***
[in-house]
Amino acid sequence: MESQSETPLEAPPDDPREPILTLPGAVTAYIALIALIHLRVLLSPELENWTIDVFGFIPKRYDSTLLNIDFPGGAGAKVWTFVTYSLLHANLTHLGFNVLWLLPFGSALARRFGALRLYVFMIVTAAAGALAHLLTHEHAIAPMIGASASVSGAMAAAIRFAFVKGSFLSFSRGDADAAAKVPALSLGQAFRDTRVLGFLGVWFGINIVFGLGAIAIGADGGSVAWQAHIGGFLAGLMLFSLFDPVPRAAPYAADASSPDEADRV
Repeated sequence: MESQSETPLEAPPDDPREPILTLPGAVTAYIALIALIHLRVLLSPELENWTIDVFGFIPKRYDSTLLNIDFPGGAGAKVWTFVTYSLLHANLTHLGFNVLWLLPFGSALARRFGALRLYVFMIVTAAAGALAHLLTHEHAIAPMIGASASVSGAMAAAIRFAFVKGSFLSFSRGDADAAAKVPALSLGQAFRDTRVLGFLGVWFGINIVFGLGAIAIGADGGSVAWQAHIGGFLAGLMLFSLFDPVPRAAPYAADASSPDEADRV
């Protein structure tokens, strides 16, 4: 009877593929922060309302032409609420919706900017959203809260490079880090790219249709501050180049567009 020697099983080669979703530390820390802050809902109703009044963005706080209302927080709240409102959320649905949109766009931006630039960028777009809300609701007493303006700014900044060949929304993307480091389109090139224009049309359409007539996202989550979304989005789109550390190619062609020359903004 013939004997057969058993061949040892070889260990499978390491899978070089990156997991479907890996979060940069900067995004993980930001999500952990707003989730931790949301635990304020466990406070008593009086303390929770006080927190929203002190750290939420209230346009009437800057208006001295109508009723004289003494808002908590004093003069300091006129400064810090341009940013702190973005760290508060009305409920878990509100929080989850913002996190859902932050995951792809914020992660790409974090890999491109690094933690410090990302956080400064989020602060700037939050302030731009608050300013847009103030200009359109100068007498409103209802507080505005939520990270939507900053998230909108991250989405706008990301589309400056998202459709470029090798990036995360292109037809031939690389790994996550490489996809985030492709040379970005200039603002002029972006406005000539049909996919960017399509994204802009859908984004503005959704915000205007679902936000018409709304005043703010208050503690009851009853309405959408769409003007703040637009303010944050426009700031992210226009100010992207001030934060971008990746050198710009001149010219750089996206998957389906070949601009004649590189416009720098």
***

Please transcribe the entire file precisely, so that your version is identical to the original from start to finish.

[in-house]
Amino acid sequence: MESQSETPLEAPPDDPREPILTLPGAVTAYIALIALIHLRVLLSPELENWTIDVFGFIPKRYDSTLLNIDFPGGAGAKVWTFVTYSLLHANLTHLGFNVLWLLPFGSALARRFGALRLYVFMIVTAAAGALAHLLTHEHAIAPMIGASASVSGAMAAAIRFAFVKGSFLSFSRGDADAAAKVPALSLGQAFRDTRVLGFLGVWFGINIVFGLGAIAIGADGGSVAWQAHIGGFLAGLMLFSLFDPVPRAAPYAADASSPDEADRV
Repeated sequence: MESQSETPLEAPPDDPREPILTLPGAVTAYIALIALIHLRVLLSPELENWTIDVFGFIPKRYDSTLLNIDFPGGAGAKVWTFVTYSLLHANLTHLGFNVLWLLPFGSALARRFGALRLYVFMIVTAAAGALAHLLTHEHAIAPMIGASASVSGAMAAAIRFAFVKGSFLSFSRGDADAAAKVPALSLGQAFRDTRVLGFLGVWFGINIVFGLGAIAIGADGGSVAWQAHIGGFLAGLMLFSLFDPVPRAAPYAADASSPDEADRV
């Protein structure tokens, strides 16, 4: 009877593929922060309302032409609420919706900017959203809260490079880090790219249709501050180049567009 020697099983080669979703530390820390802050809902109703009044963005706080209302927080709240409102959320649905949109766009931006630039960028777009809300609701007493303006700014900044060949929304993307480091389109090139224009049309359409007539996202989550979304989005789109550390190619062609020359903004 013939004997057969058993061949040892070889260990499978390491899978070089990156997991479907890996979060940069900067995004993980930001999500952990707003989730931790949301635990304020466990406070008593009086303390929770006080927190929203002190750290939420209230346009009437800057208006001295109508009723004289003494808002908590004093003069300091006129400064810090341009940013702190973005760290508060009305409920878990509100929080989850913002996190859902932050995951792809914020992660790409974090890999491109690094933690410090990302956080400064989020602060700037939050302030731009608050300013847009103030200009359109100068007498409103209802507080505005939520990270939507900053998230909108991250989405706008990301589309400056998202459709470029090798990036995360292109037809031939690389790994996550490489996809985030492709040379970005200039603002002029972006406005000539049909996919960017399509994204802009859908984004503005959704915000205007679902936000018409709304005043703010208050503690009851009853309405959408769409003007703040637009303010944050426009700031992210226009100010992207001030934060971008990746050198710009001149010219750089996206998957389906070949601009004649590189416009720098």